By Marni Jameson
Last week I told you about my recent monogram frenzy. After a lifetime of going by my middle name – not my choice – I finally legally shook my first name, put my middle name up front, and added my new last name. I feel freshly minted. I can finally be myself, and not someone in the witness protection program.
As a result, I am tattooing everything – with monograms, that is: my leather writer’s notebook, bed linens, towels, tailored blouses, stationery. I am not done.
However, because there is a limit, and I have almost found it, I am now extending my monogram-mania to others. This holiday season, I am adding monograms to any gift that isn’t edible. I recommend it.
“Aren’t they a little pretentious?” asks DC carefully.
“Not at all,” I defend. “A monogram elevates any item instantly. It makes the common personal, the pedestrian unique.”
“I thought it just made it more expensive,” he says.
“Adding a monogram to a gift says I went to some extra effort. Even a single letter reflecting the initial of the person’s first or last name says this couldn’t be for just anyone. It’s a huge compliment.”
“I’m happy you’re happy. Just don’t start monogramming my shirts,” he says, drawing the line in case I get too carried away, which I have been known to do.
So I carry on as I was, having monograms put on pashmina scarves for the daughters in my life, personalizing stationery for work associates, ordering monogrammed cocktail napkins for hostess gifts, and thinking about initialing food bowls as presents for my favorite pets.
A book I recently came across confirmed all my instincts: Monograms, whether on apparel, or in the home are classy, timeless and decorative, according to the beautifully illustrated “Monograms for the Home” (Gibbs Smith Publishing, 2015). Author Kimberly Schlegel Whitman has given me even more ideas for how and where to put my mark.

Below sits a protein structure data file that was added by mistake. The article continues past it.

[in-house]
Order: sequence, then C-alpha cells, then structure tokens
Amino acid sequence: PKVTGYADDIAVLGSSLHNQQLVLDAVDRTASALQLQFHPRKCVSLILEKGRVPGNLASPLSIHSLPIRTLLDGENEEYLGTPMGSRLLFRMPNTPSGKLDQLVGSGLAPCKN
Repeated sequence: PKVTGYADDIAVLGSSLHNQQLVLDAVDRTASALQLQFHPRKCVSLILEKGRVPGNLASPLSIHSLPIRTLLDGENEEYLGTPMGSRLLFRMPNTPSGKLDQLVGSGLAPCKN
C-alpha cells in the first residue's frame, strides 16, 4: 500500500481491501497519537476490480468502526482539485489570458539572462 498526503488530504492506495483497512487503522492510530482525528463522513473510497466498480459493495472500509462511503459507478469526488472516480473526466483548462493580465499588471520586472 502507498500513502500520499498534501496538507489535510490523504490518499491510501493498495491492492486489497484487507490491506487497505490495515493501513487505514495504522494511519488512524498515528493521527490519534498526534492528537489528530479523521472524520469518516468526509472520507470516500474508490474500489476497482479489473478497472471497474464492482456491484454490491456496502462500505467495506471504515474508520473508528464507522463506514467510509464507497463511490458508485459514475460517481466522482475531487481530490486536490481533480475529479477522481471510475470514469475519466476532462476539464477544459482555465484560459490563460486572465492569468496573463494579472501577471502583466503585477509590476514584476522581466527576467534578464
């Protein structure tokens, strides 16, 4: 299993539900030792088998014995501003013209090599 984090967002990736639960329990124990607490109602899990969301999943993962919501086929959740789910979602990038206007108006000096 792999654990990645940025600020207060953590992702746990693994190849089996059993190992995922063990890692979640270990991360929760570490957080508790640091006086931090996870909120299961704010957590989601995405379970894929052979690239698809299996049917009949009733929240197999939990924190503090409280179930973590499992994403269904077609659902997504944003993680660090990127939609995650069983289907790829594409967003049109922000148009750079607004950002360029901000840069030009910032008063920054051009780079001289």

“The top monogramed items in the home are towels, table linens, bedding and stationery,” said Whitman, of Dallas, as we recently spoke on the phone about all things monogrammed.
But monograms are also popping up on less precious items like coffee mugs, hairbrushes and phone chargers, she said. Monograms on the brushes and chargers help keep others from walking away with yours. The oddest item she’s seen monogrammed is a vacuum cleaner.
That may be taking the inspiration a little too far.
Her book has chapters showing how monograms can be used in every room in the house. Here’s a sampling:
- The entry – Starting at the front door, a welcome mat with the initial of the family surname makes a great opening statement.
- The dining room – Silver service, table linens and dishware have long been bearers of the family logo. Old tradition dictates that linens and serving pieces carry the monogram of the lady of the house, while the man’s monogram emblazons the barware. “Today we are seeing a movement away from those old-school rules,” said Whitman. Now duograms, marks that combine the names of the couple, are on the rise, gracing both table and barware. (I’ll drink to that!) A duogram puts the surname initial large and central, the woman’s first initial first, and the man’s first initial last, so Sarah and John Welch becomes sWj.
- The bath – Individual monograms on bath towels inject personality, and can also help the sorting process on wash day. Use a light-hearted font for kids. Monogram soaps and finger towels add a touch of class in powder rooms, and make nice hostess gifts.
- The kitchen – Coasters, cutting boards, coffee mugs all wear the family moniker well. Ergonomic single-letter monogram floor mats (from Wellness Matts Signature Collection), offer function and form, classing up the kitchen while taking some of the back ache out of doing dishes.
- The bedroom – Here’s the perfect place for a married couple to display a duogram. I have MCD stitched on our pillowcases and main accent pillow. Whitman has seen couples put their individual monograms, or just their first initials, on their respective pillow shams, and their duogram on the duvet cover.
- The living room – some households design a monogram so it serves as a family logo or crest, and use the stylized lettering the same way in all applications, which works well on throw pillows for the living and family room, or serving trays on the coffee table.
- Don’t overdo it – You get the idea, but curb your enthusiasm. “One or two monogrammed items per room is enough,” said Whitman. “Too much overwhelms.”
- Do make it legible – If you can’t read the letters, you’ve missed the point.
Join me next week as I share “a few of my favorite things” in holiday gifts for the home.
Syndicated columnist Marni Jameson is the author of two home and lifestyle books, and the newly released Downsizing the Family Home – What to Save, What to Let Go (Sterling Publishing 2016). You may reach her at www.marnijameson.com.